|Picture by Tarek Amr|
Very much to my surprise, I was asked to sit on the podium during the presentation of our Young Media Summit 2010 results at Cairo University yesterday afternoon. Wow.
The question directed at me specifically was whether social media like Facebook or Twitter could contribute to intercultural dialogue. In groups, we had worked on variations of the topic in the morning, and had come to the following conclusions*:
While individuals typically use social media in many different ways, and while missing language skills oftentimes impede their use, visual communication through images and videos may indeed aid intercultural communication. It is important to note disparities in online and offline social behaviour, like when ending friendships. On Facebook, banning someone from your life is done with a click; parting ways in real life, however, isn't always as easy.
Meanwhile, the group I had joined focused on political implications of the use of social networks and possible consequences on bilateral relations. Assumptions we made were:
Social networks may have positive democratic effects, but as yet no revolutionary democratic movements have formed. And: Governments may employ digitalization to exert more control over citizens.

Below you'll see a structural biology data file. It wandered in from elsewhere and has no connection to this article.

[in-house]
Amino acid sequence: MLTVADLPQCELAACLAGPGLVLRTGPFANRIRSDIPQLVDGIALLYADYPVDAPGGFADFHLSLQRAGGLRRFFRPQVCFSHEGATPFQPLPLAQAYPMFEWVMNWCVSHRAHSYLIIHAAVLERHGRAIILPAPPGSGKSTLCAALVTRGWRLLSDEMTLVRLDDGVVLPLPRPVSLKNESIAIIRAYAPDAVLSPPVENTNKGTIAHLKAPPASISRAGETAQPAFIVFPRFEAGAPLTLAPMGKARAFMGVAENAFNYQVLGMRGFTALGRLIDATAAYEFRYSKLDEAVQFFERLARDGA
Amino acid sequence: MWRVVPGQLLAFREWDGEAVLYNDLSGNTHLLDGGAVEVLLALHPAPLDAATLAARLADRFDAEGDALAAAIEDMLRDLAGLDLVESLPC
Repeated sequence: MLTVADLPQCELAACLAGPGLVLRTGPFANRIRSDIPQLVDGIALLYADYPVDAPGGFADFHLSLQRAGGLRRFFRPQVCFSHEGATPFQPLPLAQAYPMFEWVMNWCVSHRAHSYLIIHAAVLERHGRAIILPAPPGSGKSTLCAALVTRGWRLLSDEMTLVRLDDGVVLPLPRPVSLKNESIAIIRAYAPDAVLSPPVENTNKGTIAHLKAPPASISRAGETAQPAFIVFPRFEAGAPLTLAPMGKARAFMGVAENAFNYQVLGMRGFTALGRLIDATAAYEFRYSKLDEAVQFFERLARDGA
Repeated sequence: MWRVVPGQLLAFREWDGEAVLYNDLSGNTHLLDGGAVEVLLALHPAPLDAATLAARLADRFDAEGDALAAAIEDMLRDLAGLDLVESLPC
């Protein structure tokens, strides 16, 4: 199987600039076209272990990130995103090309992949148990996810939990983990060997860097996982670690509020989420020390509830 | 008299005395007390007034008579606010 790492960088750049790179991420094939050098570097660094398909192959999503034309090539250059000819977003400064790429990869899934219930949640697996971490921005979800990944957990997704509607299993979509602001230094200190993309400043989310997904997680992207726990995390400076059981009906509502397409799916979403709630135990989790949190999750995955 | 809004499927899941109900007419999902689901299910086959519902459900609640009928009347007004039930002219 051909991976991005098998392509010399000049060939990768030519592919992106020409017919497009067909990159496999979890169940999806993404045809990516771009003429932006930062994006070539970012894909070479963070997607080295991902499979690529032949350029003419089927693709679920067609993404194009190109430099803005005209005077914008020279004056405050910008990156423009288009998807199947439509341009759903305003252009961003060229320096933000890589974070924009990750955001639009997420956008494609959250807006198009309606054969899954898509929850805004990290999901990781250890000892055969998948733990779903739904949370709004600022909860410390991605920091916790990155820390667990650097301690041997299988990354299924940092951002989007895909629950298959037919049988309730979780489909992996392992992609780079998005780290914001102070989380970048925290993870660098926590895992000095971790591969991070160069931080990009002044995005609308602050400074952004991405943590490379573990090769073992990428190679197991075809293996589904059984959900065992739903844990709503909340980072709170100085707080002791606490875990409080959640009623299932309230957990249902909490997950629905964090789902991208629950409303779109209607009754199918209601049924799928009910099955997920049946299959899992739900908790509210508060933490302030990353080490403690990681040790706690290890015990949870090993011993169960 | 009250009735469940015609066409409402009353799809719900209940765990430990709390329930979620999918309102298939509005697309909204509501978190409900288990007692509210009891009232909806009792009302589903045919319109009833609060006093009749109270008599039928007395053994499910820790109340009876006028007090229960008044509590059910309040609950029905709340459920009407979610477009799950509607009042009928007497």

During our discussion, the Arabic speaking members of my group were expressing a strong wish for democracy. To my surprise, they also demanded for more Western governments to advertise press freedom and freedom of speech in the Arab world. Western members of the blogosphere, too, were asked to exert more pressure on their own governments by reporting on their Arab colleagues. Many of whom are facing prosecution for criticizing their governments - if there are no specific charges, they will get accused for "fomenting unrest". Blocked access to their websites is the smallest of a number of constant threats there. I found listening to the recounts of such first-hand experiences very disturbing. As unfortunately I forgot to mention this during my time on the podium, I am seizing the opportunity of this post.
From my debater's chair I was very happy to see people from the audience engaging. The students directed plenty of different questions at us, many of which revolved around the personal risks and sacrifices that blogging entails in certain Arab countries. As bloggers lead a pretty untroubled existence in Germany, I couldn't share any personal experiences in this regard. But I like to think that I did make a point by suggesting that there was no need to risk everything straight away: Take one step at a time, see how you feel, proceed if willing to do so.
From what I could tell, Asma, Eman, Hardy, Yassen and I did a good job. Other #YMS2010 participants added their own points from their front-row seats. And in spite of the delicate issues we touched upon, I saw lots of smiling faces in the audience. The Deutsche Welle might publish a video of the event, so let's all hope that you'll be able to form your own opinion about how things went soon!
And if you thought these were my last words on the Young Media Summit 2010, I'm sorry for letting you down: There will be more... ;)
* Thanks, Julia, for helping with the points that had slipped my mind.